When you roll your cart up to the meat cooler at the grocery store, chances are you've seen a wide variety of beef. Aside from the different cuts, there are many labels explaining how the beef was produced. Even ground beef has a plethora of options to choose from: grass fed, organic, naturally-raised, and the list goes on. But what do these labels mean? Aren't all cows fed grass in the pasture? Yes, they are, but it's the feeding during the middle and end stages of their production that makes the difference.
Beef Production Stages
It takes two to three years for beef to go from farm to fork. There are three mains stages of a cow's life. Stage one is the cow-calf segment. This is the period when the calf is born and goes from drinking milk to slowly developing their stomachs for foraging. At 6 to 10 months of age the calf is weaned (separated from its mother), at which point it weighs from 400 to 600 pounds.
Stage two is the backgrounding or stocker phase of production. This is when body weight is added to recently weaned calves. During this phase the cow spends a lot of time eating forage. Some producers use mostly pasture, letting cattle harvest the grass directly. Others who produce grain-fed beef, use feeds they have harvested and combined with grains to make the cow gain weight faster. They are sold at the end of this phase weighing 700 to 900 pounds at an age of 10 to 14 months. Because these cattle are around one year old they are called yearlings.
The final stage is finishing. This is when the cow gains its final weight before slaughter. This is where the difference in grass-finished beef and grain-finished beef comes in.
Grain Finished Beef
For grain-finished beef, these cattle are usually in the feedlot for 100 to 150 days. When beef is grain-finished, cattle are free to eat a balanced diet of grain, local feed ingredients, like potato hulls or sugar beets, and hay or forage at the feedyard. Many cows gain over four pounds per day in the feedlot. They are ready for sale weighing from 1,200 to 1,400 pounds. At this weight, the cattle are from 15 to 22 months old.
Grass Finished Beef
While most cattle spend the majority of their lives in pastures eating grass before moving to a feedlot for grain-finishing, grass-finished beef cattle remain on a pasture and forage diet. These cows have a forage diet throughout their whole life, with the exception of their mother's milk in the calf-cow stage. These cattle are ready for sale weighing from 1,000 to 1,200 pounds. At this weight, the cattle are from 20 to 26 months old.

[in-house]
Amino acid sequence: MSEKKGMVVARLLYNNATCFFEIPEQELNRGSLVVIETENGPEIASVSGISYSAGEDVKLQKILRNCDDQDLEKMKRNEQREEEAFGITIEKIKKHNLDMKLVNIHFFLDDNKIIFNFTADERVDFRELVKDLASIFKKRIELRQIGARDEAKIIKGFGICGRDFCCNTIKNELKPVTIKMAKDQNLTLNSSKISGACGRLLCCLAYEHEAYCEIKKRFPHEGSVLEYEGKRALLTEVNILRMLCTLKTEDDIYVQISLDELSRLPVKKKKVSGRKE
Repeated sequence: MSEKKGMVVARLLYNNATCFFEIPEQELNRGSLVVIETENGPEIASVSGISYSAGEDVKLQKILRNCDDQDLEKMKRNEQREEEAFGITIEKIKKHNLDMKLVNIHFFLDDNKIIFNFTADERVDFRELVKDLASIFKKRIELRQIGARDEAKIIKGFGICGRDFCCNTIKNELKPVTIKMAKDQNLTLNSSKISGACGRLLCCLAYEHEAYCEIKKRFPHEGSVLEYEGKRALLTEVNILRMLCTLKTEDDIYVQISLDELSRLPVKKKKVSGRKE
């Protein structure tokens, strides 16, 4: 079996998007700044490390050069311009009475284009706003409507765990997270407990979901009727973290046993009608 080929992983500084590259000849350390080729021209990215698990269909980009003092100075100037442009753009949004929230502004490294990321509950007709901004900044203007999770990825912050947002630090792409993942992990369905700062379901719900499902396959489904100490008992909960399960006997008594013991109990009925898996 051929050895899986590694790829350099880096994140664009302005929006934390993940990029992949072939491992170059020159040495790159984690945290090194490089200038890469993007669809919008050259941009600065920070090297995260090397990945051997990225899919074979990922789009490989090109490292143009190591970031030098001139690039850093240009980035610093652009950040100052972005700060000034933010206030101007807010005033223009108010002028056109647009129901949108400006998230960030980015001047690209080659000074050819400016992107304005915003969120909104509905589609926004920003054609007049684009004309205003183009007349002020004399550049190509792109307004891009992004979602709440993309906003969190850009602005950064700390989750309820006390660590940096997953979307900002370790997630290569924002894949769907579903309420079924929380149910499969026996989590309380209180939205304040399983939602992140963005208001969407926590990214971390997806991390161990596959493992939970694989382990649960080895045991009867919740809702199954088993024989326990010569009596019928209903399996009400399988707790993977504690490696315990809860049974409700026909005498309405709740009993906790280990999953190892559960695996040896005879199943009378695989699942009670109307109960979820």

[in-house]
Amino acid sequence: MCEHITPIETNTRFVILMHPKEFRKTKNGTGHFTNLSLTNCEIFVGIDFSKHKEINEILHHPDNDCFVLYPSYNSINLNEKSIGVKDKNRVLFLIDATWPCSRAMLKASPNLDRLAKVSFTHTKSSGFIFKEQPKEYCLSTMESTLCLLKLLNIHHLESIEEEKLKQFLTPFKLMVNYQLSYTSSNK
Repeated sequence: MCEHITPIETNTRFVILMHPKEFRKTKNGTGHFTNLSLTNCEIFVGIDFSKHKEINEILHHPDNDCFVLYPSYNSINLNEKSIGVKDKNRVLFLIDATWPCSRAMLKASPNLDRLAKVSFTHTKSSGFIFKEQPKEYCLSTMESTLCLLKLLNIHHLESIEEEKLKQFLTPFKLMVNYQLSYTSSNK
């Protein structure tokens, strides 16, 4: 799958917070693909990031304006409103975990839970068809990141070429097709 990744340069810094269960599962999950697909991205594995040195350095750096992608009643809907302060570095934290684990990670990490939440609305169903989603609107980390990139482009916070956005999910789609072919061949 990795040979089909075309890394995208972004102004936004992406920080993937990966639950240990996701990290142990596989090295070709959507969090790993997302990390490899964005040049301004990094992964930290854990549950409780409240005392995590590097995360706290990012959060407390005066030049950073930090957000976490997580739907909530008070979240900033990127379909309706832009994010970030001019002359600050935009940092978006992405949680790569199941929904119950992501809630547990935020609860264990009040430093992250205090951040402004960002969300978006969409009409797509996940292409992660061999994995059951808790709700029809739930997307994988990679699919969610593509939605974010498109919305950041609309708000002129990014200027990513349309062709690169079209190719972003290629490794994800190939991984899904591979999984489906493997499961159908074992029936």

Nutrition & Taste of Grass-Fed Beef
All beef is nutrient-rich, with eight times more vitamin B12, six times more zinc, and three times more iron than skinless chicken breast, according to the Beef Checkoff. For the nutritional difference in grass-fed beef, there are a few points that stand out.
- One 3.5-ounce serving of grass-finished beef offers 15 milligrams more omega-3 than other kinds of beef. However, in general, beef is not considered a primary source of omega-3 fatty acids.
- While grass-finished beef can contain more conjugated linoleic acid (CLA) than other kinds of beef, research has not determined whether this difference results in a more significant health benefit. Health professionals believe CLA, a polyunsaturated fatty acid, has cancer fighting properties.
- Grass-finished beef provides 4% of the Daily Value for Vitamin E compared to 1.5% for grain-fed beef. Vitamin E-rich foods, like almonds, provide 24% of the Daily Value for Vitamin E.
As for taste, most consumers say grass-finished beef has a different taste than grain-finished beef. The foods the cattle eat have a major impact on the way they eventually taste. When cattle are given corn feed, it leads to higher-levels of marbling and gives the beef a slightly sweeter taste. When cattle are fed only forage, they produce less marbling. Grass-fed steaks also have a much more mineral-heavy taste that's often described as “meatier” or “gamier." Obviously, a marinade during meal preparation can make a difference on the taste.
A Strong & Growing Market
Though the gap has narrowed recently, organic grass-fed beef still sells at a premium to its grain finished counterpart.